Who Stays, Who Leaves?

Attrition Among First-Term Enlistees

by James Hosek, John J. Antel, Christine E. Peterson

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For nearly a decade, 35-month attrition rates in the volunteer armed forces have exceeded 25 percent. This Note, reprinted from Armed Forces and Society, v. 15, no. 3, Spring 1989, identifies the determinants of attrition behavior of high school students and graduates — the population groups most significant for recruiting today’s higher-quality force. In order to improve the capability to predict who is likely to stay and who is likely to leave, and to understand why attrition occurs, the authors employ a unique microdata set and specify a statistical model that analyzes male attrition behavior jointly with enlistment. The results suggest that attrition is higher among people who enter rashly and without firm career goals, who have history of employment instability, and who do not expect to obtain further education. Policy implications are discussed.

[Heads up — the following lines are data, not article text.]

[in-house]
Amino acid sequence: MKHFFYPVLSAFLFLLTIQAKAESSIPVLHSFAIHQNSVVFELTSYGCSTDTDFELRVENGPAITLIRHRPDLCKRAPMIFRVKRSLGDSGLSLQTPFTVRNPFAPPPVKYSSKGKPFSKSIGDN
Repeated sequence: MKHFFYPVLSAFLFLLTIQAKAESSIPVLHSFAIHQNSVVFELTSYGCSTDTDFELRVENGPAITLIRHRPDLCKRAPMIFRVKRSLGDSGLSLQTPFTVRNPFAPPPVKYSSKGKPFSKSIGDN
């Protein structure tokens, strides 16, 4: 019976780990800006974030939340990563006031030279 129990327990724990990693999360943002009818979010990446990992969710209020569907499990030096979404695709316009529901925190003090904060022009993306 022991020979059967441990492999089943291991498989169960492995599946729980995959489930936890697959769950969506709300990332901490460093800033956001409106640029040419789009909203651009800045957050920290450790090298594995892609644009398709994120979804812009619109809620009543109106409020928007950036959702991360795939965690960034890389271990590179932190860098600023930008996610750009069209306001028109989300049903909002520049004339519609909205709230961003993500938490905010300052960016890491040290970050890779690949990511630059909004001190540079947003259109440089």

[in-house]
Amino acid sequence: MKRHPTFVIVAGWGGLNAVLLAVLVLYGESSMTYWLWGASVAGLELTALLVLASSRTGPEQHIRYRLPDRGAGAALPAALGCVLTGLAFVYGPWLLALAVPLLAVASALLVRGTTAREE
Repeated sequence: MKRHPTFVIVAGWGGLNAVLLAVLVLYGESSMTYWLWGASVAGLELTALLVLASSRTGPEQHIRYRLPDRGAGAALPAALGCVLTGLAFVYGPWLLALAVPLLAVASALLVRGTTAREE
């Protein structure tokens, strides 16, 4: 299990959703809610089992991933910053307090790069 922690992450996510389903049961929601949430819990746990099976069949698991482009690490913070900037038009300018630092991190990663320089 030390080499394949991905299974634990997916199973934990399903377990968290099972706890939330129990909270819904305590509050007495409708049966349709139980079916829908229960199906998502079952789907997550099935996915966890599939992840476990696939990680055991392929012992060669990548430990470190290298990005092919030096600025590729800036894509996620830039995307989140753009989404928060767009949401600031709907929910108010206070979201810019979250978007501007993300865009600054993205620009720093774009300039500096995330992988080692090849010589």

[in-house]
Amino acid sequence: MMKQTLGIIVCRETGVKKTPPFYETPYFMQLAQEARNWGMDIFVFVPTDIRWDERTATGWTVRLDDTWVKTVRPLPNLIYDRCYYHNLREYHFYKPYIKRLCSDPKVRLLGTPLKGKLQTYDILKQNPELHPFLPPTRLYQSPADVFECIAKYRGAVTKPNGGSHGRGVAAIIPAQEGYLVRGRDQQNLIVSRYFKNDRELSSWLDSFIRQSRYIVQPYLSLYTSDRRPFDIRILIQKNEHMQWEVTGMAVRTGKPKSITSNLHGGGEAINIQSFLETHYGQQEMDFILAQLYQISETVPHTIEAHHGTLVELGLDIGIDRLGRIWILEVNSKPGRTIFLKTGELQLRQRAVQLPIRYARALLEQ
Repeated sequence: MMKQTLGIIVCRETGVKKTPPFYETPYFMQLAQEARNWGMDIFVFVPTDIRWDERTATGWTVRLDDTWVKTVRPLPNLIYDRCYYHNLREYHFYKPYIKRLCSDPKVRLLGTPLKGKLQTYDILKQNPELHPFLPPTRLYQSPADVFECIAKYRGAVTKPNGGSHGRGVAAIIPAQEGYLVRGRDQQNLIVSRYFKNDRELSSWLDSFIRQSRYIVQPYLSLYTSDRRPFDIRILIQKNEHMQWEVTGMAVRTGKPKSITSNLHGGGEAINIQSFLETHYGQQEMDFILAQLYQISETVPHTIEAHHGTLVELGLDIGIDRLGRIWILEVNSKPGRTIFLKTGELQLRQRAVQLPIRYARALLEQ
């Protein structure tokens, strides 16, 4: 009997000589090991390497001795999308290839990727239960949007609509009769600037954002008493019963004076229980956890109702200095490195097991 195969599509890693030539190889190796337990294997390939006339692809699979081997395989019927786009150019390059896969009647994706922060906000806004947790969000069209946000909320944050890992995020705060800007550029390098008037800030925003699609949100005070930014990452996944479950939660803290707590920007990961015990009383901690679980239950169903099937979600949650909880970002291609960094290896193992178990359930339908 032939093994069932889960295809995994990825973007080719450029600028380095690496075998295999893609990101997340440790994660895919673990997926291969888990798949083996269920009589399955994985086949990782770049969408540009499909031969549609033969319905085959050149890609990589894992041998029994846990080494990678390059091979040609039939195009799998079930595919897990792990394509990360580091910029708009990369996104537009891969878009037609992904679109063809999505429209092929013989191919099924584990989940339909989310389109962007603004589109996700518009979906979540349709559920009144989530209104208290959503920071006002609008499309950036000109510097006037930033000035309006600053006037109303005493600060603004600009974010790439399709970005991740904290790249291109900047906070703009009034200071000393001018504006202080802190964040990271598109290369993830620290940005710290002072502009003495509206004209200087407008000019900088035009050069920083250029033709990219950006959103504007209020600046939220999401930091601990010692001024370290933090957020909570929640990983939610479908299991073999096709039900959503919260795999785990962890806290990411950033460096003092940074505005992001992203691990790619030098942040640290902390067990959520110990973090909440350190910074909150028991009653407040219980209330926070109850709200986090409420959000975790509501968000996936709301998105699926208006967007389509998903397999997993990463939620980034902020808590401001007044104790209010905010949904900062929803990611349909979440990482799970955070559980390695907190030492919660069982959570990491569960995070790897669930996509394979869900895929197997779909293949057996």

This report is part of the RAND Corporation note series. The note was a product of the RAND Corporation from 1979 to 1993 that reported other outputs of sponsored research for general distribution.

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